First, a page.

Most of us are at least subconsciously aware that food does not actually come from a grocery store; that there are these mythical things called farms where nature and mankind work together to make biological magic. Tiny dead-looking seeds germinate into a trinity of root, stem, and leaves following an unseen set of complicated DNA directions.
Consuming a really great meal in a restaurant prepared by a trained culinary master who knows how to coax flavor from hundreds of ingredients is perhaps the highest level of appreciation one can give to the fruits of the earth. But the restaurant is usually only an isolated end of the road for food, generally having little or no connection to the people and environments that grow it.
Chef Brian Scheehser of Kirkland's wants to do things differently. In addition to running a highly praised restaurant, Scheehser is also successfully farming 10 acres of herbs, vegetables, fruit trees and berries at the South 47 Farm in the Sammamish Valley between Redmond and Woodinville.
“We want to offer our guests something special,” says Scheehser referring to the ultra-local, fresh produce served at Trellis.
Terms like family-farm, sustainable, locavore, and organic are serious clout-gathering buzzwords in the food industry right now. They connote higher environmental ethics and a sense of clean living.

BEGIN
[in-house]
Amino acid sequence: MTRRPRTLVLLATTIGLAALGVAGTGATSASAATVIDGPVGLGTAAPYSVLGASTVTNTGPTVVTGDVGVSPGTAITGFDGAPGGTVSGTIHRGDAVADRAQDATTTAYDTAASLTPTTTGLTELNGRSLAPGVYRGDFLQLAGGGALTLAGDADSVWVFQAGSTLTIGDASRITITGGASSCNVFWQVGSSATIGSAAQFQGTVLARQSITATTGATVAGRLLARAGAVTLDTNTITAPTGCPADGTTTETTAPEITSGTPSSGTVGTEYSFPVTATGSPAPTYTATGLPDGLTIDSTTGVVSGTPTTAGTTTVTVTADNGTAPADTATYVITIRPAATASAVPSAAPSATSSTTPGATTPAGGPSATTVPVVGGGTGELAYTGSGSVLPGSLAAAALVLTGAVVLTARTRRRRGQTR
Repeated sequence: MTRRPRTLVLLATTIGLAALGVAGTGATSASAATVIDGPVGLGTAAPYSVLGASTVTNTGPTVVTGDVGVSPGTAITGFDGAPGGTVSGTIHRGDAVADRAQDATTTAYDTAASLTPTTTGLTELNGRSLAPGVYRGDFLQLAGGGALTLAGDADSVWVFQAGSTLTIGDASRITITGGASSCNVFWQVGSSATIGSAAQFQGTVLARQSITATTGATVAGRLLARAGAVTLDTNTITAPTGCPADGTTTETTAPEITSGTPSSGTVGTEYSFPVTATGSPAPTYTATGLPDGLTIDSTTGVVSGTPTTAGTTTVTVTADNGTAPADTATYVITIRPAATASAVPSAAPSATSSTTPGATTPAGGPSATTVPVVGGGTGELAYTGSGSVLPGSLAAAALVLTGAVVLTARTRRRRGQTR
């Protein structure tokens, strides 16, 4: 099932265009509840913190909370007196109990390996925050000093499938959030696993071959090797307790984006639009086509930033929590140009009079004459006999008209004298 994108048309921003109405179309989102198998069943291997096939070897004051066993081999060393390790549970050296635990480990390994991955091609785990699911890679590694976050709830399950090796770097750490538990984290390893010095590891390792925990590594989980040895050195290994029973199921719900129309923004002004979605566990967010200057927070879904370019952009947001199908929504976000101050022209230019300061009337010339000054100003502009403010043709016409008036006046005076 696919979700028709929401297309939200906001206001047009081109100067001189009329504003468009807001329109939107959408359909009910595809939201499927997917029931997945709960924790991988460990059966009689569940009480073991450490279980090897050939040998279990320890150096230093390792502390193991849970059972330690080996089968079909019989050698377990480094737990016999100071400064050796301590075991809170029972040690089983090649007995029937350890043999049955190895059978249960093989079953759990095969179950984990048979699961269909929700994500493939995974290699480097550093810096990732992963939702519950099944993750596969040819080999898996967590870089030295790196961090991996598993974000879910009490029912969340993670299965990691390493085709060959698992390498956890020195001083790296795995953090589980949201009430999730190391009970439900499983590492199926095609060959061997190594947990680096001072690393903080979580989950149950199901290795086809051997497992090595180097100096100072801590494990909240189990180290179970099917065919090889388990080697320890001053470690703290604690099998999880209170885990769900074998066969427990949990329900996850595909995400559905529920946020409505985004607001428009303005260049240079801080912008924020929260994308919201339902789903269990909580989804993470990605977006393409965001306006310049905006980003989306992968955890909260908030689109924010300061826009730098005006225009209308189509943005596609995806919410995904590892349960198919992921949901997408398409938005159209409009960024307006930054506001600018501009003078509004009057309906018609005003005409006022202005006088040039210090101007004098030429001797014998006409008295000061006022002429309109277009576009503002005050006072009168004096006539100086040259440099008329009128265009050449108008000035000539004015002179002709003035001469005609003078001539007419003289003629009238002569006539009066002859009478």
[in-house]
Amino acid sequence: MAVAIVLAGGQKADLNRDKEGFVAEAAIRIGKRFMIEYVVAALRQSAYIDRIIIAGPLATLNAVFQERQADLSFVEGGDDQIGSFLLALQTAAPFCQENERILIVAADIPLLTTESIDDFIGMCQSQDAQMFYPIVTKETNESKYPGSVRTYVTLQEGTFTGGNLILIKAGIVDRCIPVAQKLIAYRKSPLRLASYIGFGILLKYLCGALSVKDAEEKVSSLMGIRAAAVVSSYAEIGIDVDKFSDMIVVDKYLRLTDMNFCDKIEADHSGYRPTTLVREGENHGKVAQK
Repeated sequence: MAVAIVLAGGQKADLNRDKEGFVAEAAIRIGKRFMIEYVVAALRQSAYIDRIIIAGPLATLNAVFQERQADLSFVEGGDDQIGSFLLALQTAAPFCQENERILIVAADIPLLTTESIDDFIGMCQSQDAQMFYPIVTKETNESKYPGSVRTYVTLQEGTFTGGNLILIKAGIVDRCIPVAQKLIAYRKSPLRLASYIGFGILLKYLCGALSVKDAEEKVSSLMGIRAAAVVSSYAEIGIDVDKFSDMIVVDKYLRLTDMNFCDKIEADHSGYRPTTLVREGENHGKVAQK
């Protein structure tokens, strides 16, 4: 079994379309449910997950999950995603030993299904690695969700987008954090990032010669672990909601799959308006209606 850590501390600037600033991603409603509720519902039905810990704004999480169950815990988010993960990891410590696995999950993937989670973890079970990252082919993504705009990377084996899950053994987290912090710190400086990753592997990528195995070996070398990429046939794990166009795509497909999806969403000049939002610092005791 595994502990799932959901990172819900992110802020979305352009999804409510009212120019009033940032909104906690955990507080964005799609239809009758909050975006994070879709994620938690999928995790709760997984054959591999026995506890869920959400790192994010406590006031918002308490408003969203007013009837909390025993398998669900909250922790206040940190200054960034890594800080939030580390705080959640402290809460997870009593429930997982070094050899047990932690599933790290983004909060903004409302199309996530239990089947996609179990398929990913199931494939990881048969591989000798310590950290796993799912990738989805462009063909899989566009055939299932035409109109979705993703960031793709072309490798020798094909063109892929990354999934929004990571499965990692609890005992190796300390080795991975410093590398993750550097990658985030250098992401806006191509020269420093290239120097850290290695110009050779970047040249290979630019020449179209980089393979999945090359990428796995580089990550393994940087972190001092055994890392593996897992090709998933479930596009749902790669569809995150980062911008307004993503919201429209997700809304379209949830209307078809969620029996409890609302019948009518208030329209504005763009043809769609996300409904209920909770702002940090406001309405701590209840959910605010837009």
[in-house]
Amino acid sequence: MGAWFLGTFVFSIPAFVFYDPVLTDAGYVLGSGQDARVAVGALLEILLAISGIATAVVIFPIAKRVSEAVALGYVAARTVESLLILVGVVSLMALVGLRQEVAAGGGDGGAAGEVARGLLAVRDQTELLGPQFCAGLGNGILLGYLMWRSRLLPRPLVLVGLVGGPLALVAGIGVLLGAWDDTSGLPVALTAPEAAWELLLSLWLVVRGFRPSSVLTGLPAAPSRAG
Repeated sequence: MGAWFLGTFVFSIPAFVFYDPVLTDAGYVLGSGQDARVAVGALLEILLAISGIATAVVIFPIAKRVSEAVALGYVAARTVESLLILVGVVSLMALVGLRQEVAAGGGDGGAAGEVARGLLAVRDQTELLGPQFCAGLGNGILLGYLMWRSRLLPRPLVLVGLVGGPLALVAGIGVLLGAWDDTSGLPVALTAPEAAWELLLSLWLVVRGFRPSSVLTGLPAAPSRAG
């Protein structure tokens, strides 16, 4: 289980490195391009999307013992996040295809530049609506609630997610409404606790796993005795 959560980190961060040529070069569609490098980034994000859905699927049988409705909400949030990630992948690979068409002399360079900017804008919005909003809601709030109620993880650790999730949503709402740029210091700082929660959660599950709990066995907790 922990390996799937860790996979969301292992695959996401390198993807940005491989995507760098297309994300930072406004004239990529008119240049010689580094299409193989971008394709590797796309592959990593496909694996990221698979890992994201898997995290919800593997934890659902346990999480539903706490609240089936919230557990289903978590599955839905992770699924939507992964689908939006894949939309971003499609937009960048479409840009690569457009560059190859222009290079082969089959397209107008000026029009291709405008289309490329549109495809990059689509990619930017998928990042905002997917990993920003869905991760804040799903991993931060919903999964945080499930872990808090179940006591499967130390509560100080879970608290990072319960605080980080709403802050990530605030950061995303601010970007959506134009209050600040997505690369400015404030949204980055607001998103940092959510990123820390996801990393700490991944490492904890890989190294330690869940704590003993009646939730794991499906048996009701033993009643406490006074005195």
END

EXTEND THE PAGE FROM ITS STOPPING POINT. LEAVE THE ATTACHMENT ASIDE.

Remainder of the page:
Edible Seattle published an article in the March/April 2011 issue all about the new face of farming called “Youth in Revolt: New farmers turn the old ag business model on its head.” Accompanying photos are of young indie-styled individuals roasting a pig, drinking beer and playing guitar at a party. The article does a great job detailing how a younger generation is embracing farm life in a business progressive manner. It also makes farming seem cool.
But is being a farmer really the status-elevator that environmental foodies imagine? We tend to think that farm is synonymous with harvest, lush fields, sunshine and a beautiful spread of food. People forget about the muck of early spring or how Mother Nature dictates the growing season.
“Last year we had our fields tilled and planted at the very beginning of March,” says Chef Scheehser. “This year, with all the cold, wet weather, it will probably be May.”